The Sea-Gull (also, The Sea Gull)

A comedy in four acts by Anton Pavlovich Chekhov. It portrays an intricate web of romantic relationships binding together most of the major characters. The action takes place at a country estate in the late 1890s. Although it is labeled as a comedy, the story is not without a tragic streak.

Short summary: At Madame Treplev's estate, her son, Konstantin, presents an outdoor performance of his new play, in which the single character (actually just a voice) is played by Nina, a neighbor's daughter, with whom Konstantin is hopelessly in love. When Madame Treplev, a famous actress, makes light of the angst-filled play, Konstantin angrily stops the performance.

Later, Nina becomes infatuated with Trigorin, a literary man and Madame Treplev's current lover. When Madame Treplev and Trigorin move back to Moscow, Nina follows, hoping to become an actress. There, she has an affair with Trigorin. Masha, the daughter of the family steward, is in love with Konstantin (who couldn't care less for her), but marries Medvedenko, the local schoolmaster.

Two years later, Nina has returned to the country, where Konstantin continues to live and work on his writing. Konstantin believes that he and Nina might make a fresh start together, but she rejects him. In the end, he goes out and shoots himself.

In Act II Treplev kills a seagull and presents it to Nina; he says, "Soon I shall kill myself in the same way." In Act IV the seagull returns to the stage, stuffed. Incidentally, the killing of the bird is the centerpiece of Chekhov's symbolism. It is instrumental in introducing a strong "loss of innocence" theme into the play. Mild resemblance to symbolic elements utilized in The Rime of the Ancient Mariner by Samuel Taylor Coleridge is also apparent.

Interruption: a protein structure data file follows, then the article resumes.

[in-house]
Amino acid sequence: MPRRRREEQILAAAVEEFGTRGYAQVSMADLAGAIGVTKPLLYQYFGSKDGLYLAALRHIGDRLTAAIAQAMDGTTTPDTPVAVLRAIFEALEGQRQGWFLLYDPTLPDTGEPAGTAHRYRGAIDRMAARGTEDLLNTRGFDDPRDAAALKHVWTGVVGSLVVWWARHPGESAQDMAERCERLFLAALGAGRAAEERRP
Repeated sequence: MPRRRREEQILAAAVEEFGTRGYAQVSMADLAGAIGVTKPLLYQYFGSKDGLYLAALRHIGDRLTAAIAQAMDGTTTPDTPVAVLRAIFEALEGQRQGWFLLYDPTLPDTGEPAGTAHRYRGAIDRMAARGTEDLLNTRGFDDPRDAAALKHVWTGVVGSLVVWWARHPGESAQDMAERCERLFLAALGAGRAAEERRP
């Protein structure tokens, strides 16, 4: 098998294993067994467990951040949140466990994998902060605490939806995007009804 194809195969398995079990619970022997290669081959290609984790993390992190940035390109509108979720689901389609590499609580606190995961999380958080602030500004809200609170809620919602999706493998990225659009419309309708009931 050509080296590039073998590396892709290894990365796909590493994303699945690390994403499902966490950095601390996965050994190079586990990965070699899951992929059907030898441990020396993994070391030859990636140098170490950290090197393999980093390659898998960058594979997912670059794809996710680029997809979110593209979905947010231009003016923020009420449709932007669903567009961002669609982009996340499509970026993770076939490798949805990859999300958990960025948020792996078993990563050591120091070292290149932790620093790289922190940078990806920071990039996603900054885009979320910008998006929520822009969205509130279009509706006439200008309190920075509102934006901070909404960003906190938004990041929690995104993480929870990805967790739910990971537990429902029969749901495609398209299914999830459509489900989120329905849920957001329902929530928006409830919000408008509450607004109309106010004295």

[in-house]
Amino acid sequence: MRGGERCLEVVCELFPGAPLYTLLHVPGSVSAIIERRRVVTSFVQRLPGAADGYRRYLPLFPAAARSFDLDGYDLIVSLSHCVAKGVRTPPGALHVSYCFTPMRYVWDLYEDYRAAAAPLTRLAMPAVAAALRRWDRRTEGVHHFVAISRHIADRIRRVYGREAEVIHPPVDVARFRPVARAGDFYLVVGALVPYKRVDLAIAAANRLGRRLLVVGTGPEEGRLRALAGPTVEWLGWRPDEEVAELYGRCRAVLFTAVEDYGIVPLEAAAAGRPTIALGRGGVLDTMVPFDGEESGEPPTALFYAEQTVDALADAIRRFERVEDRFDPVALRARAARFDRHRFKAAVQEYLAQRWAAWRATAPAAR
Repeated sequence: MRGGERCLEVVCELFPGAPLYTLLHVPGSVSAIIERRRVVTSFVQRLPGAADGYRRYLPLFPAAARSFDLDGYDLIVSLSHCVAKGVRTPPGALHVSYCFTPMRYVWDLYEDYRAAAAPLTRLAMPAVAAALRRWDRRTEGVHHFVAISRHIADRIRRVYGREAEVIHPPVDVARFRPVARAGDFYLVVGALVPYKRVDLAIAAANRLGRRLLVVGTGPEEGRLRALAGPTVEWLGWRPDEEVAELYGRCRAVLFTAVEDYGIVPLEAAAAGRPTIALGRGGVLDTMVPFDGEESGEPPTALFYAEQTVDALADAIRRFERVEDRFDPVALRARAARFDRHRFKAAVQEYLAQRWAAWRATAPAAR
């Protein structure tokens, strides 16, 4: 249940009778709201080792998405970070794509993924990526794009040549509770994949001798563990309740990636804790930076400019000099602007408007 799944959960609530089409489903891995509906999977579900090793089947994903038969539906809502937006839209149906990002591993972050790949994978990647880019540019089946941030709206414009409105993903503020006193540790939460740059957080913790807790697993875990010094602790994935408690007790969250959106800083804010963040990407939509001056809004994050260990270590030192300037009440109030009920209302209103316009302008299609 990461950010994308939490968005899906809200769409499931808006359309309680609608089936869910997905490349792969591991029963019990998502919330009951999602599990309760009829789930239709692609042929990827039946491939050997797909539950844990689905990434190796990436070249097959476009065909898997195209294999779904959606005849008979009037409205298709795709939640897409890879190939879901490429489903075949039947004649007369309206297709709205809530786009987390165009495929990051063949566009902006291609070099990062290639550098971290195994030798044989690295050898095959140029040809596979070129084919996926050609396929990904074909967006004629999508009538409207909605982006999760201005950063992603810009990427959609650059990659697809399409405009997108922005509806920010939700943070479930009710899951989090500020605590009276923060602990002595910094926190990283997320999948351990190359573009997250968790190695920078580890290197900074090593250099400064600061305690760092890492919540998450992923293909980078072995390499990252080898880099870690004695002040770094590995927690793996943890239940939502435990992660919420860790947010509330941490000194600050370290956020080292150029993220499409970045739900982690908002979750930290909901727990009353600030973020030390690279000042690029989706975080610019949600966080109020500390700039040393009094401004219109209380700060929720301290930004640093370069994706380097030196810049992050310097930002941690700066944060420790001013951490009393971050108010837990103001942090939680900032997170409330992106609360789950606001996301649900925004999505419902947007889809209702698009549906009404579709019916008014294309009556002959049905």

The Sea Gull is a 1896 play by Russian master Anton Chekhov. Self-described as 'A comedy in four acts,' it has as much melancholy drama as comedy. When it first opened, the audience, expecting light entertainment, booed and stamped their feet throughout. The play closed quickly,. but was revived two years later at the Moscow Art Theatre, where it garnered success and accolades.

The Sea Gull is about a young man named Konstantin Gavrilovich Treplev, who is trying to make a name for himself as an artist. He is at odds with his mother, Irina Nikolayevna Arkadina, who is a famous actress. Arkadina is shallow and manipulative. Her lover, Boris Trigorin, is a talented writer, whom Treplev is jealous of. Treplev is in love with a young lady, Nina Zarechnaya. Nina, unfortunately, is enchanted by fame, and falls for Trigorin. Nina aspires to be an actress, and ends up going to off to Moscow to pursue both this and Trigorin. Treplev is haunted by his love for Nina, and also his desire to bring forth new forms for art in his writing. Nina has a child by Trigorin, the child dies, and Trigorin eventually becomes bored of Nina. Nina finds no success on the stage. She returns to her home, unravelled, and still will not return Treplev's love. Treplev, distraught, commits suicide.

This summary only scratches the surface of The Sea Gull. The characters, of which there are more than just the four mentioned in passing, form a complicated web of relationships. The primary focus of the play is on art and artists, (Chekhov was criticizing the drama of his time) though themes of love, aging, and regret are strongly woven into the play. The characters speak plainly, and act naturally, and this play written over a hundred years ago feels right at home on the modern stage.

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